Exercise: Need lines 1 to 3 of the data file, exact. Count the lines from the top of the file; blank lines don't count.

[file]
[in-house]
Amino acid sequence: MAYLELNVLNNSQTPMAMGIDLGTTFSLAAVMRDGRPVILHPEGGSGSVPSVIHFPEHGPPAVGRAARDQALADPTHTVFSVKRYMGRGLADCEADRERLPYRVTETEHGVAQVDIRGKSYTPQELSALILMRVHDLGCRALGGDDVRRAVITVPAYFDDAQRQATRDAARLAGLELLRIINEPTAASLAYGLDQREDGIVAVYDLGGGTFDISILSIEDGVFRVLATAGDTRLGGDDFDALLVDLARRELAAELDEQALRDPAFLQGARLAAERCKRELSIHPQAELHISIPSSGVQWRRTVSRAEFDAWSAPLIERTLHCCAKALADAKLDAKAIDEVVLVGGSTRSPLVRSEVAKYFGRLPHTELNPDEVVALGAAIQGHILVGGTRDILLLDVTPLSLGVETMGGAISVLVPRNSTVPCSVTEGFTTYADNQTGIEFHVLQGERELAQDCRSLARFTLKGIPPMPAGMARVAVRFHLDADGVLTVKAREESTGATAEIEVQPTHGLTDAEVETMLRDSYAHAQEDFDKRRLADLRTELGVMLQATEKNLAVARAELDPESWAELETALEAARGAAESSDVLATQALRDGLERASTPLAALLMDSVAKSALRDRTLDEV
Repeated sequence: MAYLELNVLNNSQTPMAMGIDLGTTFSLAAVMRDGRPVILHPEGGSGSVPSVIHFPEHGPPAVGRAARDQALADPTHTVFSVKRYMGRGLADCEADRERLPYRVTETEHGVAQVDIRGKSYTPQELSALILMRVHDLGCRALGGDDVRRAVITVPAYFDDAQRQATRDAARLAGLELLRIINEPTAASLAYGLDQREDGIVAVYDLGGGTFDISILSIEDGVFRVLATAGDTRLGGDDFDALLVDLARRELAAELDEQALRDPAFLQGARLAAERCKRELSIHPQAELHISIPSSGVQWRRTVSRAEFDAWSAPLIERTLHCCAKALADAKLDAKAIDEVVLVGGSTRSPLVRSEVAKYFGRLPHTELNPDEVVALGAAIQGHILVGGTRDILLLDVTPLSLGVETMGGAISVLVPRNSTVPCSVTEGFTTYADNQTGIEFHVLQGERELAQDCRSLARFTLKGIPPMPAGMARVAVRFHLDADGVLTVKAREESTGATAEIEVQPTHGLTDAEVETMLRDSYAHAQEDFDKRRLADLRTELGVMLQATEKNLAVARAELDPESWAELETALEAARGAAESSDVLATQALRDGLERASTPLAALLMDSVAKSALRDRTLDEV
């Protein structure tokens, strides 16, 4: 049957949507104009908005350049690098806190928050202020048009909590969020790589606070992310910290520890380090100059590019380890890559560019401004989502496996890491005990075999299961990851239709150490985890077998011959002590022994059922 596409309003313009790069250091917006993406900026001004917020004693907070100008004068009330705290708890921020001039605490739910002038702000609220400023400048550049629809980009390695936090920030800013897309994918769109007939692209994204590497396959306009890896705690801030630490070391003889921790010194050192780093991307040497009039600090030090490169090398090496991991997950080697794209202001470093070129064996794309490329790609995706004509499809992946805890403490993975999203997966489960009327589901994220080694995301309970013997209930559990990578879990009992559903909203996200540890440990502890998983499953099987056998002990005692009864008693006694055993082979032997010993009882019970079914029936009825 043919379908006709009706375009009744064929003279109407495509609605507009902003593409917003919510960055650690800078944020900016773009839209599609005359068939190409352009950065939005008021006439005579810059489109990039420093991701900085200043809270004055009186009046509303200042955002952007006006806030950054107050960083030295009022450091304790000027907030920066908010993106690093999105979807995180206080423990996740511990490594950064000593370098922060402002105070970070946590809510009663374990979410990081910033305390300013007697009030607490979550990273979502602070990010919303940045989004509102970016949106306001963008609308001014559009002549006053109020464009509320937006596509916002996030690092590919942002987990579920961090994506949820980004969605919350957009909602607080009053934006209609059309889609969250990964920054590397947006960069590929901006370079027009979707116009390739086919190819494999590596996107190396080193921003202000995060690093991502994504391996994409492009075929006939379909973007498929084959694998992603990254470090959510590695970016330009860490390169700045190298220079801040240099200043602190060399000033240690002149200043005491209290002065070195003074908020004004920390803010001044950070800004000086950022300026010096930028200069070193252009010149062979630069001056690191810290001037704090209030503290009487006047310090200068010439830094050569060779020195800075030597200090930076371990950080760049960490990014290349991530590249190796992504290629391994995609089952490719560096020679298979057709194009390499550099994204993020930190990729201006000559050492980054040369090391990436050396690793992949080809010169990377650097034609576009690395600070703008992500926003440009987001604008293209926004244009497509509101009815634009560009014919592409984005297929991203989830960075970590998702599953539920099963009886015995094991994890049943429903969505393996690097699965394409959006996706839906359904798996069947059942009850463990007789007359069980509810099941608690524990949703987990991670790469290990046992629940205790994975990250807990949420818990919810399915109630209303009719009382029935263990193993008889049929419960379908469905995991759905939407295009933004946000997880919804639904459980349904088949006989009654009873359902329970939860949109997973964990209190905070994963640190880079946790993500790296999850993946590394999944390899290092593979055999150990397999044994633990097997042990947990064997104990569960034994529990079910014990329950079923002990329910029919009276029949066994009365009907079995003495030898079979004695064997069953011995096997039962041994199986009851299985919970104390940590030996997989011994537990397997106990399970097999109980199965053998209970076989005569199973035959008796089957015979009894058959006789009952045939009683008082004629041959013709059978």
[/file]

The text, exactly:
[in-house]
Amino acid sequence: MAYLELNVLNNSQTPMAMGIDLGTTFSLAAVMRDGRPVILHPEGGSGSVPSVIHFPEHGPPAVGRAARDQALADPTHTVFSVKRYMGRGLADCEADRERLPYRVTETEHGVAQVDIRGKSYTPQELSALILMRVHDLGCRALGGDDVRRAVITVPAYFDDAQRQATRDAARLAGLELLRIINEPTAASLAYGLDQREDGIVAVYDLGGGTFDISILSIEDGVFRVLATAGDTRLGGDDFDALLVDLARRELAAELDEQALRDPAFLQGARLAAERCKRELSIHPQAELHISIPSSGVQWRRTVSRAEFDAWSAPLIERTLHCCAKALADAKLDAKAIDEVVLVGGSTRSPLVRSEVAKYFGRLPHTELNPDEVVALGAAIQGHILVGGTRDILLLDVTPLSLGVETMGGAISVLVPRNSTVPCSVTEGFTTYADNQTGIEFHVLQGERELAQDCRSLARFTLKGIPPMPAGMARVAVRFHLDADGVLTVKAREESTGATAEIEVQPTHGLTDAEVETMLRDSYAHAQEDFDKRRLADLRTELGVMLQATEKNLAVARAELDPESWAELETALEAARGAAESSDVLATQALRDGLERASTPLAALLMDSVAKSALRDRTLDEV
Repeated sequence: MAYLELNVLNNSQTPMAMGIDLGTTFSLAAVMRDGRPVILHPEGGSGSVPSVIHFPEHGPPAVGRAARDQALADPTHTVFSVKRYMGRGLADCEADRERLPYRVTETEHGVAQVDIRGKSYTPQELSALILMRVHDLGCRALGGDDVRRAVITVPAYFDDAQRQATRDAARLAGLELLRIINEPTAASLAYGLDQREDGIVAVYDLGGGTFDISILSIEDGVFRVLATAGDTRLGGDDFDALLVDLARRELAAELDEQALRDPAFLQGARLAAERCKRELSIHPQAELHISIPSSGVQWRRTVSRAEFDAWSAPLIERTLHCCAKALADAKLDAKAIDEVVLVGGSTRSPLVRSEVAKYFGRLPHTELNPDEVVALGAAIQGHILVGGTRDILLLDVTPLSLGVETMGGAISVLVPRNSTVPCSVTEGFTTYADNQTGIEFHVLQGERELAQDCRSLARFTLKGIPPMPAGMARVAVRFHLDADGVLTVKAREESTGATAEIEVQPTHGLTDAEVETMLRDSYAHAQEDFDKRRLADLRTELGVMLQATEKNLAVARAELDPESWAELETALEAARGAAESSDVLATQALRDGLERASTPLAALLMDSVAKSALRDRTLDEV